His mind buzzed with questions, but two were uppermost—who would have tried to poison the kittens, and why?

* * *

SCat and SKitty herded their kittens along like a pair of attentive sheepdogs when they’d finished eating, following behind Dick as he left the palace, heading for the Embassy. The Marine at the entrance gave him a brisk nod of recognition, saving her grin for the moving black-furred flock behind him.

A second Marine at a desk just inside, skilled in the Lacu’un tongue, served double-duty as a receptionist. “The Ambassador is expecting you, sir,” he said. “She left orders for you to go straight in.”

Dick led his parade past the desk—a desk of cast marble reinforced with plastile, which would serve very nicely as a blast-and-projectile-proof bunker at need. The door to Vena’s office (a cleverly concealed blast-door) was slightly ajar; it sensed his approach and opened fully for him after a retinal scan.

“Have you ever wondered why our peaceful hosts happen to field a battle-ready army?” Vena asked him, without even a preliminary greeting.

“Ah, no, I hadn’t—but now that you mention it, it does seem odd.” Dick took a seat, cats pooling around his ankles, as Vena tossed her compuslate aside.

“Our hosts aren’t the sole representatives of their race on this dirtball,” Vena replied, with no expression that Dick could see. “And now they finally get around to telling me this. It seems that there is another nation entirely on this continent—we thought that it was just another fief of the Lacu’ara, and they never disabused us of that impression.”

“Let me guess—the other side doesn’t like Terrans?” Dick hazarded.

“I wish it was that simple. Unfortunately, the other side worships the kreshta as children of their prime deity.” Vena couldn’t quite repress a snarl. “Kill one, and you’ve got a holy war on your hands—we’ve been slaughtering hundreds for better than two years. The attempt on the Octet was just the opening salvo for us heretics. The Chief Minister has been here, telling me all about it and falling all over himself in apology. Here—” She pulled a micro reader out of a drawer in her desk and tossed it to him. “My head of security advises that you commit this to memory.”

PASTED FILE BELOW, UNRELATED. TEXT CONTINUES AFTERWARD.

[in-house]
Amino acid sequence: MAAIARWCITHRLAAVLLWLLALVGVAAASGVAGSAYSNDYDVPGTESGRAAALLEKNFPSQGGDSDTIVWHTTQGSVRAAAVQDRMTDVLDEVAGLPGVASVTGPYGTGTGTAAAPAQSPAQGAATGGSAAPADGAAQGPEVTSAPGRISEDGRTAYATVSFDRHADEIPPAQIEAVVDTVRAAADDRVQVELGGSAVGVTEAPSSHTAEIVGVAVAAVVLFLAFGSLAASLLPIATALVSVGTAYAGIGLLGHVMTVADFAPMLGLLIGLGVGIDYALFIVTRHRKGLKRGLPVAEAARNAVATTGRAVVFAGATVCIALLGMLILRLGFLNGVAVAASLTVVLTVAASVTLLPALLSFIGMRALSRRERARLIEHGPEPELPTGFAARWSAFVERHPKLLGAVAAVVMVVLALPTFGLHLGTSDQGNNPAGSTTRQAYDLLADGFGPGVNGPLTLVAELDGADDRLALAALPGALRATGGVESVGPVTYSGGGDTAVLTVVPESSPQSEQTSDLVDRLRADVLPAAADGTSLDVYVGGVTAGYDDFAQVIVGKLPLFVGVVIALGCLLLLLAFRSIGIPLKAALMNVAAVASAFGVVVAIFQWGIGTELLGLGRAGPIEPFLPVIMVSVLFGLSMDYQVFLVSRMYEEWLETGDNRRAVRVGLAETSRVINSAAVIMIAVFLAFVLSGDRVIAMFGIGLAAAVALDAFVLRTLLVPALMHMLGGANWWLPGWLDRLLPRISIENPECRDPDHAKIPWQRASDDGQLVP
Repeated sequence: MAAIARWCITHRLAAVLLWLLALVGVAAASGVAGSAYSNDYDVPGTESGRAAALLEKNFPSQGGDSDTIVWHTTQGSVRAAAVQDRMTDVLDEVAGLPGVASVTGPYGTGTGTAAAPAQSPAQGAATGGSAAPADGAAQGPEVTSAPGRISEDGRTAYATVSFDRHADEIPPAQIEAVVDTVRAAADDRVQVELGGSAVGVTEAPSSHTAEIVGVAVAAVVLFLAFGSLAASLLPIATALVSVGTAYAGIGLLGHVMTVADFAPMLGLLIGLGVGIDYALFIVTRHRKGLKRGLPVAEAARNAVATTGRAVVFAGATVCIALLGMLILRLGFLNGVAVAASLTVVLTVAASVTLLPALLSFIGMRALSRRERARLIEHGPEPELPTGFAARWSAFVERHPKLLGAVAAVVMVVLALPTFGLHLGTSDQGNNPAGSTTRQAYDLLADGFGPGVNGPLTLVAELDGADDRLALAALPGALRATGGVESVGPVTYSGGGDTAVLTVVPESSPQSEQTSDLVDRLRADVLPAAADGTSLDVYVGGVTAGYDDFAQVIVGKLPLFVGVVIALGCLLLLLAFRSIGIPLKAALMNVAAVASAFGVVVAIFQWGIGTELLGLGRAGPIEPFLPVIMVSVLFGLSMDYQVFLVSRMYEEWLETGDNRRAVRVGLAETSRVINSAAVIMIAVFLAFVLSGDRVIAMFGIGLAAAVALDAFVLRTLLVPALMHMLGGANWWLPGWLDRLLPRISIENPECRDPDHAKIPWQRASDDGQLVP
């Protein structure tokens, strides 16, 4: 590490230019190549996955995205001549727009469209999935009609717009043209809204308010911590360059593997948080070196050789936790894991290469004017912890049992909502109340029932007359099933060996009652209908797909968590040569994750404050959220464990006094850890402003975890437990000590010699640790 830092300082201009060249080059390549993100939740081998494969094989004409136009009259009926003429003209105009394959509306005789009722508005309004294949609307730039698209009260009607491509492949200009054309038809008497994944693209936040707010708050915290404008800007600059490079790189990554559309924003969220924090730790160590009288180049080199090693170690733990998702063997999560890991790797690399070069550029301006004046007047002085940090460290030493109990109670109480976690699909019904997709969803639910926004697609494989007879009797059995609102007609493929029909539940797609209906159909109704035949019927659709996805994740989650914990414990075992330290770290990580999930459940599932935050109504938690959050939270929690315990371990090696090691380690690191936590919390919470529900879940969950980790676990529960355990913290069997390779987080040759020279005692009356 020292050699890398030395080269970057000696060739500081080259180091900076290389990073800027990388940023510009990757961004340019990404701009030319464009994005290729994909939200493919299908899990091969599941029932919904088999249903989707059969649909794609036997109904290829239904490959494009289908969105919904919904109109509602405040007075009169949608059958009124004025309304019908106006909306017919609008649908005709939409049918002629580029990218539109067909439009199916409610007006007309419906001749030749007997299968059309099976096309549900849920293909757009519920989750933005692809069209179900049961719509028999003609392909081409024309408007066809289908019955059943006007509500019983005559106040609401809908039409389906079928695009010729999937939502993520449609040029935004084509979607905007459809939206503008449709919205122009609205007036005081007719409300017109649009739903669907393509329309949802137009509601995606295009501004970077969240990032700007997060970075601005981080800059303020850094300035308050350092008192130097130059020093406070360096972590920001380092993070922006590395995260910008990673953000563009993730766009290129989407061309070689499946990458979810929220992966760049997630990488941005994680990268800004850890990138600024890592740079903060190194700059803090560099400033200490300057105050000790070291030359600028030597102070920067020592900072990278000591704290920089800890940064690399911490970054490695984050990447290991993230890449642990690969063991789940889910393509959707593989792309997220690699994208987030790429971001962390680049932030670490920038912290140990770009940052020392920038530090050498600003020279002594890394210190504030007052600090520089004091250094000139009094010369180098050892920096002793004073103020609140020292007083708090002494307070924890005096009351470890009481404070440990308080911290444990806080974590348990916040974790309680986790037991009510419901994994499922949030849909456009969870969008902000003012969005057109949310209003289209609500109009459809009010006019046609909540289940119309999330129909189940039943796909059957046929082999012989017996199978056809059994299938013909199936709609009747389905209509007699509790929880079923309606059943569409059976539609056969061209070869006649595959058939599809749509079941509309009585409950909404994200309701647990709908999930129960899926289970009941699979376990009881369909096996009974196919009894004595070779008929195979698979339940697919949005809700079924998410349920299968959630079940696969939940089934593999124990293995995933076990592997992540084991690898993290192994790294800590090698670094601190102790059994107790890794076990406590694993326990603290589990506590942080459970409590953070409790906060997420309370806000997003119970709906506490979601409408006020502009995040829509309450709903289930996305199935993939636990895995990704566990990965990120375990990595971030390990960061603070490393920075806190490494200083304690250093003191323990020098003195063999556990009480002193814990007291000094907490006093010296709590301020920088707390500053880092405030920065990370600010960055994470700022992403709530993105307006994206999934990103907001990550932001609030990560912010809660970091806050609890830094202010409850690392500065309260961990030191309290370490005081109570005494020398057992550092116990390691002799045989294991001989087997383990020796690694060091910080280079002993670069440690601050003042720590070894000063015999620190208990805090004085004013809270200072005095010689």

“What is it?” Dick asked, thumbing it on, and seeing (with some puzzlement) the line drawing of a nude Lacu’un appear on the plate.

“How to kill or disable a Lacu’un in five easy lessons, as written by the Patrol Marines.” Her face had gone back to that deadpan expression again. “Lieutenant Reynard thinks you might need it.”

The prickling of claws set carefully into his clothing alerted him that one of the cats was swarming up to drape itself over his shoulders, but somewhat to his surprise, it wasn’t SKitty, it was SCat. The tom peered at the screen in his hand with every evidence of fas­cinated concentration, too.

He was Patrol, after all. . . . was his second thought, after the initial surprise. And on the heels of that thought, he decided to hold the reader up so that SCat could use the touch screen too.

It was easier to disable a Lacu’un than to kill one, at least in hand to hand combat. Their throats were armored with bone plates, their heads with amazingly thick skulls. But there were vulnerable major nerve-points at all joints; concentrated pinpoint pressure would paralyze everything from the joint down when applied there. When Dick figured he had the scanty contents by heart, he tossed the reader back to Vena, though what he was supposed to do with the information was beyond him at the moment. He wasn’t exactly trained in any­thing but the most basic of self-defense—that was more in Erica Makumba’s line, and she was several light-years away at the moment.

“The Lacu’un Army has been alerted, the Palace has been put under tight security, and the caretakers of the other cats have been warned about the poisoning attempt. However, the mysterious kitchen-helper got clean away, so we can assume he’ll make another attempt. My advisors and I would like to take him alive if we can—we’ve got some plans that may abort this mess before it gets worse than it already is.”

SCat’s deep-voiced growl showed what he thought of that idea, and Vena lowered her smoldering, dark eyes from Dick’s to the tom’s, and smiled grimly.

“I’d like to put a Marine guard on the cats—but I know that’s hardly possible,” Vena continued, as SCat and SKitty voiced identical snorts of disdain. “But let’s walk back over to the Palace and talk about what we can do on the way.”

SCat looked up at him and made an odd noise, easy enough to interpret. “SCat thinks he and SKitty can guard the kittens well enough,” Dick replied, as Vena waved him through the door, a torrent of cats washing around his ankles.

“I’m sure he does,” Vena retorted. “But let’s remem­ber that he’s only a cat, however much his genes have been tweaked. I hardly think he’s capable of under­standing the danger of the current situation.”

“He isn’t just a cat, he was a Patrol cat,” Dick pointed out, but Vena just shook her head at that.

“Dick, we don’t even know exactly what we’re into—all we know is that there was an attempt to poison the cats by an assassin that got away. We don’t know if it was a lone fanatic, someone sent by our hosts’ enemies, if there’s only one or more than one—” She sighed as they reached the street. “We’re doing all the intelligence gathering we can, but it’s difficult to manage when you don’t look anything like the dominant species on the planet.”